I am teaching for the first time a freshman writing seminar on the history of the Carlisle Indian Industrial School in Carlisle, Pennsylvania. The students have read a couple of secondary works, but the bulk of their work will involve research in the documents collected by the Carlisle Indian School Digital Resource Center. It is an amazing resource, filled with revealing records from the school, but also amazing human stories.
The students are selecting the topics for their research papers. They obviously cannot go through the thousands and thousands of student records, and much of my time meeting with them last week was directed towards trying to help them narrow their topics down to a manageable scope and size. One way to do that was to follow the students from a given native nation, to explore their experiences at the school, and as much as possible, to try to figure out how they fared once they left.
Only a small number of the students are history majors, and they come to the work with a wide range of interests. Some of the delight in teaching the course comes with working with these diverse students, and approaching the records anew, from the perspectives of, say, education, or psychology, or epidemiology, or nutrition. I learn a lot from working with these students, and find myself constantly forced to think about the sorts of stories these records can tell.
I keep coming back to the human stories, of young people, often far from home, who came to the school, experienced it, and then moved on. Carlos Pico was one of those students.
Carlos was 17 when he came to Carlisle in 1899. Last Thursday, the 7th of March, was the 120th anniversary of his arrival at Carlisle. Carlos was huge, six-and-a-half feet tall, 174 pounds. There is a story that he played on the Carlisle football team under Pop Warner, who coached at Carlisle from 1899 to 1903 and from 1907 to 1914. Carlos was at Carlisle for the first part of that period, but he left the school in June of 1904. I am not certain that he played. He is not listed in a newspaper article on the school football team in 1900. His student file shows that his outing–in Mt. Airy, New Jersey, and in Penn Valley and Morrisville, Pennsylvania, ran from the spring until late August or early September. If Carlos played on the 1900 team, he was not included in this picture of the players.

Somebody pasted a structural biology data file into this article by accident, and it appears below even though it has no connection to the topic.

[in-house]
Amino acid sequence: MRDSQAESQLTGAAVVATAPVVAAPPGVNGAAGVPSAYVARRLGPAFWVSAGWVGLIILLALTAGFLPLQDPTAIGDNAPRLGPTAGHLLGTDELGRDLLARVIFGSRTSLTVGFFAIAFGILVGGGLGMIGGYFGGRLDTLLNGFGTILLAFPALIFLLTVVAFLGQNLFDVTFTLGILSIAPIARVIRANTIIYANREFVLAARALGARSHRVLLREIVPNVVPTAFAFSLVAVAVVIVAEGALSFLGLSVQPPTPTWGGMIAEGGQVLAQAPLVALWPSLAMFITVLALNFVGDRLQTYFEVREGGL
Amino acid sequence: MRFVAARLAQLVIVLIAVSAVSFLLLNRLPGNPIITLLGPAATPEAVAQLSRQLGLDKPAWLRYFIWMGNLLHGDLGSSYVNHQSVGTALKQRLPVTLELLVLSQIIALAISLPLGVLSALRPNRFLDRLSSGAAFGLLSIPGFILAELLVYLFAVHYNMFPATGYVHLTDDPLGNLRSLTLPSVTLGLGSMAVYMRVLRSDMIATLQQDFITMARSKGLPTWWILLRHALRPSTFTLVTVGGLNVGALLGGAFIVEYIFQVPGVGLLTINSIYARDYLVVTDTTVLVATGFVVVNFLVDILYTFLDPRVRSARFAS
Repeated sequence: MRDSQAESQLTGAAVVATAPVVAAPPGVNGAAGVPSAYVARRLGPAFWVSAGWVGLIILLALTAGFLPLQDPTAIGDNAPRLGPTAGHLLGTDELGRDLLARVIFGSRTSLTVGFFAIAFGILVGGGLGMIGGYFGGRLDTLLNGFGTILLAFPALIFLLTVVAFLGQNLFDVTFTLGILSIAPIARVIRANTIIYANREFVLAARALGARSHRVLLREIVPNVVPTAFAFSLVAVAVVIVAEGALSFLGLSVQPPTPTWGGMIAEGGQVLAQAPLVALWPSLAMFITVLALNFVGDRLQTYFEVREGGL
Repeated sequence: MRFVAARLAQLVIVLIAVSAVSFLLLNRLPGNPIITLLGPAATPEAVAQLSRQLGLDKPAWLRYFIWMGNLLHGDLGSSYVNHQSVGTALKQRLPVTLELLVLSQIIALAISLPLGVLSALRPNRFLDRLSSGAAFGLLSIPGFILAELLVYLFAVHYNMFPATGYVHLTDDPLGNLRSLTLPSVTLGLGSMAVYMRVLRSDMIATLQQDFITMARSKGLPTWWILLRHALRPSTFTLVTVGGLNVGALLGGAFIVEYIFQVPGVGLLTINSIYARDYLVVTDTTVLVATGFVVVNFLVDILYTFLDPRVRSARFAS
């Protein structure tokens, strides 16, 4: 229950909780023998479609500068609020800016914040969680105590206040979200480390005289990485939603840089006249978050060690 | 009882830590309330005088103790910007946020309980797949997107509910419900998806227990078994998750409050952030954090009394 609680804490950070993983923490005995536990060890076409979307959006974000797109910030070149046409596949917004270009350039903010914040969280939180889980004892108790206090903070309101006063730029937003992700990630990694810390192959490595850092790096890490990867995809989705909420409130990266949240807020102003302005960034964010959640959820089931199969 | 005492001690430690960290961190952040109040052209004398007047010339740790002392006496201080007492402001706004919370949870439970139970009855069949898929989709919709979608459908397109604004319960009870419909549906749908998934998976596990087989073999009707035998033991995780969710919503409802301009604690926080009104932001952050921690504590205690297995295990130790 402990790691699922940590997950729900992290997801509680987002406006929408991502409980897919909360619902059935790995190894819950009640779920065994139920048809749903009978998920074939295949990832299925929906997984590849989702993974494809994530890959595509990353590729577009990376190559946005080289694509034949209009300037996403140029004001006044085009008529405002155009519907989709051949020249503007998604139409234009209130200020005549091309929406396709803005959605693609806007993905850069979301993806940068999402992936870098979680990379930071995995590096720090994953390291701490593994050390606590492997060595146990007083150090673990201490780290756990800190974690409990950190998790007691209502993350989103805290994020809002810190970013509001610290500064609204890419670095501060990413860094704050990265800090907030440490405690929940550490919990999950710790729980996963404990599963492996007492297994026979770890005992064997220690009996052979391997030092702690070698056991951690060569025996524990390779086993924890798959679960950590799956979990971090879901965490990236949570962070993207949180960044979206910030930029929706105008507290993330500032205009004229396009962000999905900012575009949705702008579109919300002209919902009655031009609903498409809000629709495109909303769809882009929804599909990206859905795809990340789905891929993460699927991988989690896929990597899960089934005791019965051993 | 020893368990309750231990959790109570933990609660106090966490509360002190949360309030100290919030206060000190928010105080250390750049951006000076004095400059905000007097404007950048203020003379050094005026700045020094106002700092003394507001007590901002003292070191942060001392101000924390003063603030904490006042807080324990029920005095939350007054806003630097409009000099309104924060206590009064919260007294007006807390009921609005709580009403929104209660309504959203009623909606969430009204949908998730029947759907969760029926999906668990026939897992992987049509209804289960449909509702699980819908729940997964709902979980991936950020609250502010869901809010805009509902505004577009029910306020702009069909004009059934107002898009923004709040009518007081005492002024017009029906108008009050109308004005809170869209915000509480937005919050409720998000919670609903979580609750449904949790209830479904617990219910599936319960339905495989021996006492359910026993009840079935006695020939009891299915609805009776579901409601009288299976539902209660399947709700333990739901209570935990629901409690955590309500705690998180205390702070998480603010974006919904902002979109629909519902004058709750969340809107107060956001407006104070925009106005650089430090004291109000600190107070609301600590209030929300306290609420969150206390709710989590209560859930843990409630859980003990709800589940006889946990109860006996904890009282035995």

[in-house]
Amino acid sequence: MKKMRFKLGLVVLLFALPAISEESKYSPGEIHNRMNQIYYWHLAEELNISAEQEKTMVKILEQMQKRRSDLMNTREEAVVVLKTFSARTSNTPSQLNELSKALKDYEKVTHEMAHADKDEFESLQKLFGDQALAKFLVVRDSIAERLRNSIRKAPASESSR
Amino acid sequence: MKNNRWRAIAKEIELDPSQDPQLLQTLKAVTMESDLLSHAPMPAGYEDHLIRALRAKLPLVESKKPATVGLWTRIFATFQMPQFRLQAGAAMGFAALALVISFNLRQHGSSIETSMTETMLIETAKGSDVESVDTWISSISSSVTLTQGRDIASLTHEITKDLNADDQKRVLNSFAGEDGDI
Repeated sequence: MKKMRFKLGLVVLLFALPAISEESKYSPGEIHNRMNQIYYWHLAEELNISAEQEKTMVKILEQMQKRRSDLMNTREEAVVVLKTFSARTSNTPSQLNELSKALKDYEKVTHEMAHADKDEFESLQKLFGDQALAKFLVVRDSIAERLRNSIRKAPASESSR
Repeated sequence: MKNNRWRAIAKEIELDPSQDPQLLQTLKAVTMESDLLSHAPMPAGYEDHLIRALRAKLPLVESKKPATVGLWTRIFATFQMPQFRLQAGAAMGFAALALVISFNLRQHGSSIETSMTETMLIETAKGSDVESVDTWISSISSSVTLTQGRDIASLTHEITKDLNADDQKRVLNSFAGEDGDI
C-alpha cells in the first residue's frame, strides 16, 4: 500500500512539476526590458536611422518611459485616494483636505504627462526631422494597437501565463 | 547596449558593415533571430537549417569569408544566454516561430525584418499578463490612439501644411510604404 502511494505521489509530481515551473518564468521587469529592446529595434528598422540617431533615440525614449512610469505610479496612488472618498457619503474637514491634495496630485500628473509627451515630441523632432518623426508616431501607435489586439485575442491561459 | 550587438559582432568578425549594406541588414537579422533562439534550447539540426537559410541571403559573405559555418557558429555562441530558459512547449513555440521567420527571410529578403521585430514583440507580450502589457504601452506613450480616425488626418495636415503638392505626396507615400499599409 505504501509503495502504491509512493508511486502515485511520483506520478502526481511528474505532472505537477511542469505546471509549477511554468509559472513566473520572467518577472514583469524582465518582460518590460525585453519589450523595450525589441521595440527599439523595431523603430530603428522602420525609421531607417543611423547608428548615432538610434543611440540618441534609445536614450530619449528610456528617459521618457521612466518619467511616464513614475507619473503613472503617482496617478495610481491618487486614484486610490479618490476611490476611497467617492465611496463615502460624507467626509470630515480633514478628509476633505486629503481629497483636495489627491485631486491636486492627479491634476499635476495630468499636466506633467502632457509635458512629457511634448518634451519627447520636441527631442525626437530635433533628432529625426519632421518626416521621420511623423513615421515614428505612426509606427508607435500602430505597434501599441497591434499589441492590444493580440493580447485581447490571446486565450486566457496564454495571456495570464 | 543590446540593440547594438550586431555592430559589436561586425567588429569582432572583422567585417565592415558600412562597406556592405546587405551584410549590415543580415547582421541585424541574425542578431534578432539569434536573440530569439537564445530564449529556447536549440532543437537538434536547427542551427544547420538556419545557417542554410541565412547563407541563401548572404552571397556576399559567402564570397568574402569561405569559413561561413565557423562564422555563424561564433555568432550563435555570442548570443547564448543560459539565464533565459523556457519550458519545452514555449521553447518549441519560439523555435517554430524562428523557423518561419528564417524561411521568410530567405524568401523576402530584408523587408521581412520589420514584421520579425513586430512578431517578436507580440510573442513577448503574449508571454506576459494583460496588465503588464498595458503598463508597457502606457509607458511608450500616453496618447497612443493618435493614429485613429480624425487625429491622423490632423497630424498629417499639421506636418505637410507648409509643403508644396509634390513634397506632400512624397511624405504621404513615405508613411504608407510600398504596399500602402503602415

We do know that by 1905 Carlos was home in California and working as a farmer and a blacksmith, using the training he received while away from home. In May of 1910, he married Thomasa Penna. She was a Mission Indian, too, living in California. As he responded in August of that year to a Carlisle questionnaire, he had “a happy home my wife and my self.” He had “enough horses to do my work. And enough money to carry me on.” But something went wrong.
Carlos’s student file includes a pair of newspaper clippings. One read that “We regret very much the death of Carlos Pico of Rincon, who was brought to Pala Thursday in critical condition. The death of his wife, which occurred recently, preyed so heavily on his mind that he became mentally unbalanced and died Saturday morning.” Another read that “An Indian, Carlos Pico, of Rincon, California, grieved so over the death of this wife that he lost his mind. Death soon come to his relief.”
It’s hard to know what to do with stories like this. Grief saturates the story of Carlos and his wife. It is difficult to imagine the loneliness and a depth of grief so consuming that it produced in this young man derangement and self-destruction. I have poked around a bit. Carlos is still remembered and still has relatives in his community. Much of his story nonetheless remains out of reach. Perhaps county records might reveal more. Perhaps there is more that can be learned about is wife (Thomasa Penna? Tomasa Pena? It is hard to be certain of the actual spelling of her name). A historian would have to spend some time on the ground in California, hitting the archives, looking for needles in different haystacks. Stories like this leave students grasping for more, and they teach the difficulties that come with historical research. Sometimes we can only go so far. Trails grow cold, the lineaments of the story difficult to trace. But they connect students to the past at an emotional level, and call them to dig deeper, and to recognize that the work of reconstructing the past is never complete. As a historian, and as a human being, it is hard to forget stories like these.